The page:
This scene is later in the book when our hero, Dan Steele — a former hotshot in the advertising business — has had to assume his dead brother’s identity as a Catholic priest. He is trying to come up with an idea that will help solve the church’s financial troubles.

The problem is that revenues for the Catholic Church are slipping and thus the funds to the Care Center are being cut, right? So if I can find a way to increase church revenues. . . A dark cloud began forming on his mind’s horizon. How to increase church revenues?
Then, suddenly, lightening!

Dan bolted from his chair and grabbed the phone. He called the Archdiocese and asked for the biggest muckity-muck available. The receptionist told him the Bishop was out to dinner at Wolfgang Puck’s newest restaurant. Dan got in his old VW van and drove straight over.

The Bishop was halfway through his duck terrine with hazelnuts and green peppercorn appetizer when this priest arrived at his table, pulled up a chair, and announced that he was going to save the Catholic Church. This priest was so enthusiastic and sure of himself that the Bishop couldn’t ignore him. “We’ve got an image problem,” Dan said. “Too much blood and guilt, the whole Medieval thing’s gotta go.”

The Bishop saw Dan’s point. He’d seen the fear in the faces of children as they peered up at the tortured body of Christ nailed to the cross. He’d seen them shrink away as they listened to terrifying descriptions of Hell and eternal damnation. He’d seen their confused expressions as they tried to fathom the difference between cannibalism and eating the body of Christ. Maybe there was something to this idea of softening the image. “Okay, so, what’s your approach?”

Dan smiled. “Two things to focus on,” he said. “Market segmentation and branding.”

“Branding?” The Bishop wasn’t up on current marketing theory.

Dan waved his hands vaguely. “A brand is simply the promise of an experience,” he said. “One thing we have to do is understand and communicate what experience the Catholic brand is promising. More importantly, I think, we have to start offering a wider range of experiences in order to reach the different kinds of Catholics in the marketplace. In other words, we need different brands of Catholicism.”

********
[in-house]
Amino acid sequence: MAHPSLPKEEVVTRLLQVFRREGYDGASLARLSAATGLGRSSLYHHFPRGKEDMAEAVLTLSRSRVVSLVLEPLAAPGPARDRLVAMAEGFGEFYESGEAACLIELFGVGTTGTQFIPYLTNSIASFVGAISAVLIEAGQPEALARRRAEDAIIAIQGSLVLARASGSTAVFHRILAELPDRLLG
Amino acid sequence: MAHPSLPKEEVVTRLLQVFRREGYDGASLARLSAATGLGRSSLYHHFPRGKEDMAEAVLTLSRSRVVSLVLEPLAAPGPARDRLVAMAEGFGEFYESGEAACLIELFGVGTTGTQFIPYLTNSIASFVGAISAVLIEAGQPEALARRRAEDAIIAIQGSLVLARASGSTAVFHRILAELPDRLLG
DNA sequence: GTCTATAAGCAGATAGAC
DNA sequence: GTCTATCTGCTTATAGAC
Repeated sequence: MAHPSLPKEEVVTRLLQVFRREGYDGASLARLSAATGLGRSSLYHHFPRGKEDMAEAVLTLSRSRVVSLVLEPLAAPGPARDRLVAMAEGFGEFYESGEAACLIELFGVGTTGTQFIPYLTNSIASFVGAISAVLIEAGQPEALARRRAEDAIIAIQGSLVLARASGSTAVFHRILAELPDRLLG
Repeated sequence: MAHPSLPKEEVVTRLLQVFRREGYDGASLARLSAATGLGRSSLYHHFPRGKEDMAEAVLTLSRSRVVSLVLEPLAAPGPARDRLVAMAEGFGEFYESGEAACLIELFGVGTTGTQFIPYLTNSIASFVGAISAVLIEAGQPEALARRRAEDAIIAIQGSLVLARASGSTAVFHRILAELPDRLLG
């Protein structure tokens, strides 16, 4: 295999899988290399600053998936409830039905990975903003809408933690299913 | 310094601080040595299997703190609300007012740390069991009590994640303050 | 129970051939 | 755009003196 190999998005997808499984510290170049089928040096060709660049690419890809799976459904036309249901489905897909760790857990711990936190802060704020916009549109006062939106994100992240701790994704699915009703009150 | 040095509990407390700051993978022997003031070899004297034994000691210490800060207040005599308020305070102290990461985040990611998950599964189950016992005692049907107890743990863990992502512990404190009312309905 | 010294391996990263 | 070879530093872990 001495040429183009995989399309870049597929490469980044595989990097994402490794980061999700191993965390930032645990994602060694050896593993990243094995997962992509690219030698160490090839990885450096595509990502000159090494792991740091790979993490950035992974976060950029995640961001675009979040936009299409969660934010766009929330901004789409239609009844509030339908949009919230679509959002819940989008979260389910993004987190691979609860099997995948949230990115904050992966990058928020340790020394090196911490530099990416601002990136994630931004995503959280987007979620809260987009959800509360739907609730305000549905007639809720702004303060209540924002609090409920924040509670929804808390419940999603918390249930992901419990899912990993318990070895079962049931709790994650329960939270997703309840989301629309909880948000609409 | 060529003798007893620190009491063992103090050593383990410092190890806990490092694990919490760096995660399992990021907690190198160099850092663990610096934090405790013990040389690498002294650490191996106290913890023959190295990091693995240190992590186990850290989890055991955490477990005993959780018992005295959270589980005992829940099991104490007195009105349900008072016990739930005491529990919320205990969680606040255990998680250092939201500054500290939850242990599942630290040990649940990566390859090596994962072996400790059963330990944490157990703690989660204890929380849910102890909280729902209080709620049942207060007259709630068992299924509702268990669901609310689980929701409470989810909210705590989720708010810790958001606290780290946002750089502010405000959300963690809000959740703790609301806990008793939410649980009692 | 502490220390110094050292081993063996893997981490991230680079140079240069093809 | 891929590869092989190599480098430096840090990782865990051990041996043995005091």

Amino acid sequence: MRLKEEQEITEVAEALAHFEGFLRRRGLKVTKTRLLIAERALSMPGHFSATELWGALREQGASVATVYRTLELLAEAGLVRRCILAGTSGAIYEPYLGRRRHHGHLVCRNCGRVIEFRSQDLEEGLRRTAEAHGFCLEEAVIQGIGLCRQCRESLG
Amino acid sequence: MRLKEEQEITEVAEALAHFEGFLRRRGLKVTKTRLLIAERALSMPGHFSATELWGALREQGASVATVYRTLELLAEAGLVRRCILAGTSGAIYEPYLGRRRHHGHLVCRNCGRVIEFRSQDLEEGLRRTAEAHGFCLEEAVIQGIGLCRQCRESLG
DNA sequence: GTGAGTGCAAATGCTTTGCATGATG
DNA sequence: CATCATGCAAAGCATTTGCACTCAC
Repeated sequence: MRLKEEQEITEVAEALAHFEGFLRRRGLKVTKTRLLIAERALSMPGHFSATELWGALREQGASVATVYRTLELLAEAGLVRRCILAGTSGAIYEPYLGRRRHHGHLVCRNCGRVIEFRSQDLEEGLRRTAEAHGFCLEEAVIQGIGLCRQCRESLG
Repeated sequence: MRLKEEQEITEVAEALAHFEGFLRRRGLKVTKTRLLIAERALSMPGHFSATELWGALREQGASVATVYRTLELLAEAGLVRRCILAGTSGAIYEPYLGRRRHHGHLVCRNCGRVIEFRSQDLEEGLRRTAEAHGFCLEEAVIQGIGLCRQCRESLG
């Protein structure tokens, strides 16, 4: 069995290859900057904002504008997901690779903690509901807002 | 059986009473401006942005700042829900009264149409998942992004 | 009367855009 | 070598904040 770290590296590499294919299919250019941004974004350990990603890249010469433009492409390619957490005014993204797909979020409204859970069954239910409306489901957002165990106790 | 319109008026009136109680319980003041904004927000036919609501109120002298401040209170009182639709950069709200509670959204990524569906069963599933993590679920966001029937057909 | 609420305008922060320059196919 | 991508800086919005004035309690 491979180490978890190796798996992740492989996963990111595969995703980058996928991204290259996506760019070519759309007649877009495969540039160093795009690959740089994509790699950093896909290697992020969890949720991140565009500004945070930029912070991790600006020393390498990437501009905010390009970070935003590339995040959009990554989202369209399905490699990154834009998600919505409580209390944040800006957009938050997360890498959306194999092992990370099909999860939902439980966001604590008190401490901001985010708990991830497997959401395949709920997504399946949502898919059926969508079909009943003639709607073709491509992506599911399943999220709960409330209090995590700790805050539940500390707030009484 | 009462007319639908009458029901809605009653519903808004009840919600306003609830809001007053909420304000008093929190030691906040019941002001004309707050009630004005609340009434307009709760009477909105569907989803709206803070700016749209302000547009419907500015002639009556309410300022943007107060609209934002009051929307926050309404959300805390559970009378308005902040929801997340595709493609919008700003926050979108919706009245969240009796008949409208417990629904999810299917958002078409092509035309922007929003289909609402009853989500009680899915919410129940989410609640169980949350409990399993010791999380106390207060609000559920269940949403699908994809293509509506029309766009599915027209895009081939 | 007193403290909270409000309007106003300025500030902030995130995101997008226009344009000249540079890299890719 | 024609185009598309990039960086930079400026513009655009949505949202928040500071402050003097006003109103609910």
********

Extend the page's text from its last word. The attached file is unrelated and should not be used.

The waiter set two plates in front of the Bishop. One was a filet of beef in puff pastry with bearnaise, the other was a lobster with tarragon butter. “What do you mean, different kinds of Catholics?” The bishop cracked one of the lobster claws, baptizing Dan with a spritz of salty water.

Dan started counting on his fingers. “You got pro-life Catholics and you got pro-choice Catholics. There are Catholics who refuse to accept Vatican II and others who want women free to become priests. There are gay Catholics and anti-gay Catholics and. . .”

“Okay, okay, I know, they’re all over the damn road,” the Bishop said. “How are we supposed to appeal to them all?”

“These days you’ll never get ‘em all under one roof, so the answer is niche marketing, just like magazines and cable,” Dan said. “You have to design the product to meet the specific desire. It’s like cola. There used to be just one kind, right? Now you’ve got regular cola, diet cola, caffeine-free cola, sodium-and-caffeine-free diet cola and so on. It’s all about choice. And people want a choice in their Catholicism just as sure as they want a choice in their soft drinks. Hey, you want it in Latin, we’ll give it to you in Latin!”

The Bishop couldn’t argue. He had to admit, he liked a good Latin mass every now and then himself. He picked up a roll and gestured. “Pass the butter, please.”

“Salted or unsalted?” Dan winked.

A drop of bearnaise sauce dribbled down the bishop’s chin. “Go on.”

Dan passed the butter. “So we do some focus groups, then we design the products based on the research. Finally, we do a national TV ad campaign to spread the word.” Dan scooted his chair over next to the Bishop. He made a frame of his fingers. He held the frame out so the Bishop could look through it. “Picture this,” Dan said. The Bishop leaned over and looked through the frame. “The spot opens with a simple Gregorian chant over a long shot of Calvary. . . a terrific image that gives you some brand familiarity right from the start.”